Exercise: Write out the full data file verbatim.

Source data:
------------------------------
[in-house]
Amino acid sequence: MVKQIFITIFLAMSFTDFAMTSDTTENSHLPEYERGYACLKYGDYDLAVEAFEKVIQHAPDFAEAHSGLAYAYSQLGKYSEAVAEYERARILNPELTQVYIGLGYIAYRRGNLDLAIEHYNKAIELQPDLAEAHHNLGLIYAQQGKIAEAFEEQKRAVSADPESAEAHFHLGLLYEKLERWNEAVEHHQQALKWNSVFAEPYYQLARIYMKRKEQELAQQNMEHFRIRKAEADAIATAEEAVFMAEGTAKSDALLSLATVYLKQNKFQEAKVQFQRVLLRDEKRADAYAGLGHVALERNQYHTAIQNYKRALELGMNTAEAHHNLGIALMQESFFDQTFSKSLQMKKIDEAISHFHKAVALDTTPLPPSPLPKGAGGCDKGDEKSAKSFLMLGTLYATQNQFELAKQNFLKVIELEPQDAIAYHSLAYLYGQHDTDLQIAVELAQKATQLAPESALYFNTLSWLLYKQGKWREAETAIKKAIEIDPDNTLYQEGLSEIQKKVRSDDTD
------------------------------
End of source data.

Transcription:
[in-house]
Amino acid sequence: MVKQIFITIFLAMSFTDFAMTSDTTENSHLPEYERGYACLKYGDYDLAVEAFEKVIQHAPDFAEAHSGLAYAYSQLGKYSEAVAEYERARILNPELTQVYIGLGYIAYRRGNLDLAIEHYNKAIELQPDLAEAHHNLGLIYAQQGKIAEAFEEQKRAVSADPESAEAHFHLGLLYEKLERWNEAVEHHQQALKWNSVFAEPYYQLARIYMKRKEQELAQQNMEHFRIRKAEADAIATAEEAVFMAEGTAKSDALLSLATVYLKQNKFQEAKVQFQRVLLRDEKRADAYAGLGHVALERNQYHTAIQNYKRALELGMNTAEAHHNLGIALMQESFFDQTFSKSLQMKKIDEAISHFHKAVALDTTPLPPSPLPKGAGGCDKGDEKSAKSFLMLGTLYATQNQFELAKQNFLKVIELEPQDAIAYHSLAYLYGQHDTDLQIAVELAQKATQLAPESALYFNTLSWLLYKQGKWREAETAIKKAIEIDPDNTLYQEGLSEIQKKVRSDDTD